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Old July 23, 2007, 08:52 AM   #1
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Join Date: May 29, 2007
Location: south Indiana
Posts: 133
Breakfree Powderblast

I had been using Hoppes no. 9 for cleaning (and still do for soaking parts) but have recently switched to Breakfree Powderblast. This stuff is STRONG. Stuff that had to be scrubbed off with Hoppes drips off with Powderblast.

The only thing I'm worried about is that it's TOO strong. I wipe everything dry after cleaning. Do any of you think any dried residue (in the event that I miss a drip here or there in places I cannot get to) will cause any wear on the steel pieces? I realize I should avoid getting this stuff on wood or polymer, and I also realize the metal is STRONG as well, but anyone have any reason why I shouldn't use this stuff every time I clean?

Anyone know of any negative reactions between this stuff and Hoppes (I use both on some guns)?

It almost seems too good to be true, but maybe I'm just used to the milder Hoppes no. 9.
This too shall pass.

Last edited by jdm357; July 24, 2007 at 06:22 AM.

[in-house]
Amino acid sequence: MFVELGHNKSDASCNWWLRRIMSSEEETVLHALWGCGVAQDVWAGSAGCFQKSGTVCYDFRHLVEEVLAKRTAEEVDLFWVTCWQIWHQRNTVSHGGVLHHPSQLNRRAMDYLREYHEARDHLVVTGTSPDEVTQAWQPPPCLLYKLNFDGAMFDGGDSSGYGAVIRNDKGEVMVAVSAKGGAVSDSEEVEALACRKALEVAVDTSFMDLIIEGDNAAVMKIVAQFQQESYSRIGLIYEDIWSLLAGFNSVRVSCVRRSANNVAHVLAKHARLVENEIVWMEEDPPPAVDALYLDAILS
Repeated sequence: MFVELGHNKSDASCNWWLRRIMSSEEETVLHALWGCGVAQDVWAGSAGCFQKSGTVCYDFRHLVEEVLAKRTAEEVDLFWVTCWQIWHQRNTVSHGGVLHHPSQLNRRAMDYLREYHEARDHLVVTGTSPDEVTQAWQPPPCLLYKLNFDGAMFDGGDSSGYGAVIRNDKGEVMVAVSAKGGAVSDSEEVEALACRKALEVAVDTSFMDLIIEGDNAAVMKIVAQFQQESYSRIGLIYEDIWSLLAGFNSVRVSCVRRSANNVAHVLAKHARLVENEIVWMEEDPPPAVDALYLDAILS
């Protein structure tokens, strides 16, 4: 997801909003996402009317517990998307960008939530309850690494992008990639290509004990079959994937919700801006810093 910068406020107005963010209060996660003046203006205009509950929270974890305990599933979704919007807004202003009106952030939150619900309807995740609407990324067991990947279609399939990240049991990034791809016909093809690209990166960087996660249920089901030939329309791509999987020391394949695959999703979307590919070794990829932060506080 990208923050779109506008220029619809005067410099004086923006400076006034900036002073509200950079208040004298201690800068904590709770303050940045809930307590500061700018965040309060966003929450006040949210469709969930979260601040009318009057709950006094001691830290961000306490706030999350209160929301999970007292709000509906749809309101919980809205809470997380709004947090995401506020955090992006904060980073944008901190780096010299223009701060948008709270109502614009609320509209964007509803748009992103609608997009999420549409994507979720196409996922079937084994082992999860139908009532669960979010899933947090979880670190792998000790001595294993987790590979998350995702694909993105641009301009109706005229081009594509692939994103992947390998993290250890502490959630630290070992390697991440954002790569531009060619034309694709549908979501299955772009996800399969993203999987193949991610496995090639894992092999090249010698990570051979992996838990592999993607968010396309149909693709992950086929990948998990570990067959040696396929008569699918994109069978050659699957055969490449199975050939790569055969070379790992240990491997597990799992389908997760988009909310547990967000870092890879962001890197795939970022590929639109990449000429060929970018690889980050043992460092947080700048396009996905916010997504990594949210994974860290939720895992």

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Old July 23, 2007, 08:56 PM   #2
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Join Date: July 27, 2001
Location: Bentonville, Arkansas
Posts: 268
I use Powder Blast a lot and I really like it as well. It has a much better smell than Gun Scrubber, and it costs less.

I don't think that you will harm any metal surfaces using Powder Blast, and in my opinion it would be much better to use than leaving Hoppes or some other solvent on the metal that will not dry like Powder Blast or Gun Scrubber. Powder Blast will also not harm Glocks or other plastic frames, in my experience, YMMV.

Hoppes No. 9 is mainly just kerosene, or it was ten years ago anyway. Most bore cleaners are pretty harsh on everything but bores. I must be the only guy on the planet that hates Hoppes No. 9. I think it is barely adequate as a powder solvent, and it does nothing to copper or lead fouling in my experience. I prefer to use CLP's for general upkeep, and the spray degreasers and good bore solvents like Sweets, Shooters Choice, and JB Bore Paste for the heavy duty cleaning after a class, etc..

Birchwood Casey makes an alcohol-based product that is safe for most wood finishes and plastics, and it is available at your local Wal-Mart.

With that said, several instructors from the Smith & Wesson Academy discouraged the use of degreasers because they leave metal surfaces exposed to corrosion unless all surfaces are treated properly with lubricant/preservative, and they felt that the degreasers may weaken or cause damage to metal and plastics over time. They recommended using a product like Break-Free CLP on the weapons instead of solvents and degreasers.

While I personally don't think that using these products after every 100 rounds is necessary, I doubt it will harm anything other than your wallet.

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